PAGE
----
(adapted from the American Psychoanalytic Association)
Psychoanalysis began more than a century ago when Sigmund Freud, the first Psychoanalyst, introduced his insights into the human mind to the world. These ideas, which seemed so revolutionary at the turn of the 19th century, are now widely accepted by most schools of psychological thought. Although others before and during his time had begun to recognize the role of unconscious mental activity, Freud was the preeminent pioneer in understanding its importance. Through his extensive work with patients and through his theory building, he showed that factors which influence thought and action exist outside of awareness, that unconscious conflict plays a part in determining both normal and abnormal behavior, and that the past shapes the present. Although his ideas met with antagonism and resistance, Freud believed deeply in the value of his discoveries and rarely simplified or exaggerated them for the sake of popular acceptance. He saw that those who sought to change themselves or others must face realistic difficulties. But he also showed us that, while the dark and blind forces in human nature sometimes seem overwhelming, psychological understanding, by enlarging the realm of reason and responsibility, can make a substantial difference to troubled individuals and even to civilization as a whole.
Like any other field of inquiry, the ideas of psychoanalysis did not “freeze” with the work of the field’s founder a century ago. Building on the foundational ideas and ideals of Freud and his contemporaries, psychoanalysis has continued to grow and develop as a general theory of human mental functioning, while always maintaining a profound respect for the uniqueness of each individual life. Ferment, change, and new ideas have enriched the field, and psychoanalytic practice has adapted and expanded. But psychoanalysts today still appreciate the persistent power of the irrational in shaping or limiting human lives, and they therefore remain skeptical of the quick cure, the deceptively easy answer, the trendy or sensationalistic.
There are currently diverse approaches to treatment within psychoanalysis, yet these approaches all share the aim of helping patients bring to their consciousness what is unconscious or difficult to acknowledge. Unconscious occurrences may include, for example, an individual’s vulnerabilities, motives, tensions, impulses, guilt, fantasies, or urges. One of the goals of psychoanalysis is to help the patient develop insight into his/her unconscious processes. Psychoanalysis encourages us to search for personal truthfulness and focuses specifically on the irrational dimensions of our mental life, as it applies rational procedures to achieve its goals.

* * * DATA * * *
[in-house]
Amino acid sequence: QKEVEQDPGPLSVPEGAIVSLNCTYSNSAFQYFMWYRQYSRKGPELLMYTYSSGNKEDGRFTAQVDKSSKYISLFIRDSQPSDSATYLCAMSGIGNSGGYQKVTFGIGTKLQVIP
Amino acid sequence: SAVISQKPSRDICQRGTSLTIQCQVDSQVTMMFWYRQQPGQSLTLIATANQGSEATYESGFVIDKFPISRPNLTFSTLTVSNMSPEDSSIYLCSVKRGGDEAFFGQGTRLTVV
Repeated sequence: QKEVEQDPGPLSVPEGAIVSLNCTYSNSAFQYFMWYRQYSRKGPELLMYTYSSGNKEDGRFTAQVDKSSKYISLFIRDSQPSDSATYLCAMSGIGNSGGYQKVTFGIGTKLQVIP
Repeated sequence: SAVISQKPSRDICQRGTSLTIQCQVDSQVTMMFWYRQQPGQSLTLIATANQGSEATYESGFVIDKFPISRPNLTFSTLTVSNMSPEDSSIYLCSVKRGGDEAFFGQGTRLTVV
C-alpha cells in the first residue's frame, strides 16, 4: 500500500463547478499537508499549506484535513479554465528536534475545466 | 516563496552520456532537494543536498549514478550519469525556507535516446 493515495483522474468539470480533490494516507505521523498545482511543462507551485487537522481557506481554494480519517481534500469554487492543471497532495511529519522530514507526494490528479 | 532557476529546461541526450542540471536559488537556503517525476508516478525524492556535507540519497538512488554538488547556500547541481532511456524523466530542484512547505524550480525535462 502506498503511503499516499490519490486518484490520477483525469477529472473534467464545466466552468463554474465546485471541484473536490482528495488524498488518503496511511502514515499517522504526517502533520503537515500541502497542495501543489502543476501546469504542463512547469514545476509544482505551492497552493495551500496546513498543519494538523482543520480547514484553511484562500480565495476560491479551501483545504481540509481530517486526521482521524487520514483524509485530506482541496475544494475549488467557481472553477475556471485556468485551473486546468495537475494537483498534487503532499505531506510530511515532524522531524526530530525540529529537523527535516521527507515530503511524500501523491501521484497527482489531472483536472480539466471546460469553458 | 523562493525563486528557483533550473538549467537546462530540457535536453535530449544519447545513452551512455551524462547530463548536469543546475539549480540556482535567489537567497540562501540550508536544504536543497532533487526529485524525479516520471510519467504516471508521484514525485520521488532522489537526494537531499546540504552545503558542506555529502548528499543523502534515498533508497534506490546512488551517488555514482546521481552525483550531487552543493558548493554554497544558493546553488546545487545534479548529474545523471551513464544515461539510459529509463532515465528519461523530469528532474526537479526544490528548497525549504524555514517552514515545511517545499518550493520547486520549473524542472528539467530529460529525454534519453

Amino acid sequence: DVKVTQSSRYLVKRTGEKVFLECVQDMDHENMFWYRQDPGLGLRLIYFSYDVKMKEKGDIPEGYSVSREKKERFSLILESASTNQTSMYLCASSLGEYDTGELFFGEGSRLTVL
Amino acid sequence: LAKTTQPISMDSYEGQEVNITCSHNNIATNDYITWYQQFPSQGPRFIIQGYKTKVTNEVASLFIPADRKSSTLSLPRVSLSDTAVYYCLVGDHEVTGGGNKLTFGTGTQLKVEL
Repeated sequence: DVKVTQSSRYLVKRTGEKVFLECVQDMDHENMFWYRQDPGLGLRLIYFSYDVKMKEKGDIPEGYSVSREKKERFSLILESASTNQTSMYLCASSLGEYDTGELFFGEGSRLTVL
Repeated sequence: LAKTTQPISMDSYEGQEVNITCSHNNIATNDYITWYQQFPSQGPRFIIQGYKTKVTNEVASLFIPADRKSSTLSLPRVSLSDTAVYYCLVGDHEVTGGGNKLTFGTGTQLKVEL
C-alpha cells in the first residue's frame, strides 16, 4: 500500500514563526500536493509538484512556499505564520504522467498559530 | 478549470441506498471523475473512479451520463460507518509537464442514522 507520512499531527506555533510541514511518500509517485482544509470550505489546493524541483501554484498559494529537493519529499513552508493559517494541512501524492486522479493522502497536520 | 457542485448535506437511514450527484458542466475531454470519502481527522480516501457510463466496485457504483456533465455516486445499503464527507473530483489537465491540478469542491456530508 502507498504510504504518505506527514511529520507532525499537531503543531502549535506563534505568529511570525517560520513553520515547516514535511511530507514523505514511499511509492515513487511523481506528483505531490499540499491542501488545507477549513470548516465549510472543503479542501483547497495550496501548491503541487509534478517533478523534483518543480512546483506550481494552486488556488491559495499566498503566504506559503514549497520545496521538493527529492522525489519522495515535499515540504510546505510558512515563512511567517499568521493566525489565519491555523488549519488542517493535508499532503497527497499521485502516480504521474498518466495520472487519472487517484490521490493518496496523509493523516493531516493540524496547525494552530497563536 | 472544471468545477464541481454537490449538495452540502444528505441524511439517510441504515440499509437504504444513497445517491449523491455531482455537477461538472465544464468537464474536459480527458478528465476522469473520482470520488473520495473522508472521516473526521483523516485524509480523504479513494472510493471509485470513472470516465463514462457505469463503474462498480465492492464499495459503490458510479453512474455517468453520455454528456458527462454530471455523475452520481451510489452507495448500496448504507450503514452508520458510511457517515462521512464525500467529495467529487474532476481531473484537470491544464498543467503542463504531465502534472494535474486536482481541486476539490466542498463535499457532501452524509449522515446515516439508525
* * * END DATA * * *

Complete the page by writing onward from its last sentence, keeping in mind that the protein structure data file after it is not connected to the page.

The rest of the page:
Although psychoanalysis began as a tool for ameliorating emotional suffering, it is not only a therapy. It is, in addition, a method for learning about the mind, and also a theory, a way of understanding the processes of normal everyday mental functioning and the stages of normal development from infancy to old age. Furthermore, since psychoanalysis seeks to explain how the human mind works, it contributes insight into whatever the human mind produces. In so doing, it has had a profound influence on many aspects of 21st century culture. While always acknowledging the uniqueness of the individual, and the infinite variation of human experience, psychoanalysis has, over the decades, developed a set of useful understandings about common human psychological experiences.
As a general theory of individual human behavior and experience, psychoanalytic ideas enrich and are enriched by the study of the biological and social sciences, group behavior, history, philosophy, art, and literature. As a developmental theory, psychoanalysis contributes to child psychology, education, law, and family studies. Through its examination of the complex relationship between body and mind, psychoanalysis also furthers our understanding of the role of emotions in health as well as in medical illness.
In addition, psychoanalytic knowledge is the basis of all other dynamic approaches to therapy. Whatever the modifications, the insights of psychoanalysis form the underpinnings of much of the psychotherapy employed in most other individual, family, and group therapies.